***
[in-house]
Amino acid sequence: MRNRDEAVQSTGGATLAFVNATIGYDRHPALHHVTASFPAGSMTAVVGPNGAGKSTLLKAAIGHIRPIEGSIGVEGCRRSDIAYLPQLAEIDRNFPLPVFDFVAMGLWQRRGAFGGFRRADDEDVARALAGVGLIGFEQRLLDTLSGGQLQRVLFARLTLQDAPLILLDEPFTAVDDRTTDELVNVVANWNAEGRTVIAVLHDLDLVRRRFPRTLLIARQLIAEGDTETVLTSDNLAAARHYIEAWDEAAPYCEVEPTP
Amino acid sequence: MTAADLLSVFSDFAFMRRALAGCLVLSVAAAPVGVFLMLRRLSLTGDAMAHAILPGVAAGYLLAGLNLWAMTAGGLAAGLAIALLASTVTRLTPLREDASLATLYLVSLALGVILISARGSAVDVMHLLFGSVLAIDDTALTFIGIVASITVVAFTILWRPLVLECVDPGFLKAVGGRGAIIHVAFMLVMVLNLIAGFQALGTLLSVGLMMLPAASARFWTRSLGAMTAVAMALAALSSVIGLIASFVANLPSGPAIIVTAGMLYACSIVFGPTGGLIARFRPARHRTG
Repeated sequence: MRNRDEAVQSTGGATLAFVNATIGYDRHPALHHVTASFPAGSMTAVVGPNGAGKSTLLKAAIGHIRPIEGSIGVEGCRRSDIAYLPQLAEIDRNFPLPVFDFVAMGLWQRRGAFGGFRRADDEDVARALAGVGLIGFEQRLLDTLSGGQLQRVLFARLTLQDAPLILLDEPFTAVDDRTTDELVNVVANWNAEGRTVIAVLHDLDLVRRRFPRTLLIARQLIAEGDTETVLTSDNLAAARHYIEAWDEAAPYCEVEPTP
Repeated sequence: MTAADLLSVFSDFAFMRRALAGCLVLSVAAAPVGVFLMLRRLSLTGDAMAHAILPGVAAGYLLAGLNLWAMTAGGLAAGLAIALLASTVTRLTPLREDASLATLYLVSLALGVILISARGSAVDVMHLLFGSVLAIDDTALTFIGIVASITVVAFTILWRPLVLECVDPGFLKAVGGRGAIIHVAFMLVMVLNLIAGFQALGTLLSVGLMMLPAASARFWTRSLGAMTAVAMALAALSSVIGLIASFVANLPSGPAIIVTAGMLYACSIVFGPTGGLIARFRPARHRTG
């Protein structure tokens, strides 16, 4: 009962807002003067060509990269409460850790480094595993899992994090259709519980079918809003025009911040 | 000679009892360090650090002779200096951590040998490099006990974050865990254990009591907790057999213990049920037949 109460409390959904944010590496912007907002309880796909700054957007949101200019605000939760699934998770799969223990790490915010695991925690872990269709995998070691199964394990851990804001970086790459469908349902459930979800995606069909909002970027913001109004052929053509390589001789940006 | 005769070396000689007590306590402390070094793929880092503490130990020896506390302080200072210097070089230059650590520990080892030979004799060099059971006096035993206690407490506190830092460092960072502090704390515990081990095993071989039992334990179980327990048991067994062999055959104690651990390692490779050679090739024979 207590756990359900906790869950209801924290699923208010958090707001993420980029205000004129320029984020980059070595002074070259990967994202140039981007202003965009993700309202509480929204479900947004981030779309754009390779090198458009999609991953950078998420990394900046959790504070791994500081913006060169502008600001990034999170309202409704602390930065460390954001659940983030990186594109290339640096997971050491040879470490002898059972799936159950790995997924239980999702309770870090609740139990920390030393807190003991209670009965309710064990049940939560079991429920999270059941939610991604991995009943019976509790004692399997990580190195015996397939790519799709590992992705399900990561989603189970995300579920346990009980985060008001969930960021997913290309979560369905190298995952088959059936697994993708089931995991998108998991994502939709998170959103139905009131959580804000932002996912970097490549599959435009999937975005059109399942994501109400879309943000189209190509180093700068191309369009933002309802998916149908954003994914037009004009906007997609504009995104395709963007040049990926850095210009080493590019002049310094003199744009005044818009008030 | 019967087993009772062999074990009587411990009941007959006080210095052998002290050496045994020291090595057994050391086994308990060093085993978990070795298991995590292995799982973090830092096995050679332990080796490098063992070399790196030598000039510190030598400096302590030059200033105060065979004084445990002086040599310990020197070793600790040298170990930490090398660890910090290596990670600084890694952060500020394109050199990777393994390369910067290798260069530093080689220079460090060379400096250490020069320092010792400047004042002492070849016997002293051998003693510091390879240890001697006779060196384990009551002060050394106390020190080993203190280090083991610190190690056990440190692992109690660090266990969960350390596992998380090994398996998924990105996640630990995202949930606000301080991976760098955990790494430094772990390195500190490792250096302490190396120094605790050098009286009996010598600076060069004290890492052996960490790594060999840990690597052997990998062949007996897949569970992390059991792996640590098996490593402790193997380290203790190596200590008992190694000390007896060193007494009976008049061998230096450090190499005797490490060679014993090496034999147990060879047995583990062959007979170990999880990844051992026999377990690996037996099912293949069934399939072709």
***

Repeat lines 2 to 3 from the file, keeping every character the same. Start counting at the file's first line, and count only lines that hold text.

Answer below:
Amino acid sequence: MRNRDEAVQSTGGATLAFVNATIGYDRHPALHHVTASFPAGSMTAVVGPNGAGKSTLLKAAIGHIRPIEGSIGVEGCRRSDIAYLPQLAEIDRNFPLPVFDFVAMGLWQRRGAFGGFRRADDEDVARALAGVGLIGFEQRLLDTLSGGQLQRVLFARLTLQDAPLILLDEPFTAVDDRTTDELVNVVANWNAEGRTVIAVLHDLDLVRRRFPRTLLIARQLIAEGDTETVLTSDNLAAARHYIEAWDEAAPYCEVEPTP
Amino acid sequence: MTAADLLSVFSDFAFMRRALAGCLVLSVAAAPVGVFLMLRRLSLTGDAMAHAILPGVAAGYLLAGLNLWAMTAGGLAAGLAIALLASTVTRLTPLREDASLATLYLVSLALGVILISARGSAVDVMHLLFGSVLAIDDTALTFIGIVASITVVAFTILWRPLVLECVDPGFLKAVGGRGAIIHVAFMLVMVLNLIAGFQALGTLLSVGLMMLPAASARFWTRSLGAMTAVAMALAALSSVIGLIASFVANLPSGPAIIVTAGMLYACSIVFGPTGGLIARFRPARHRTG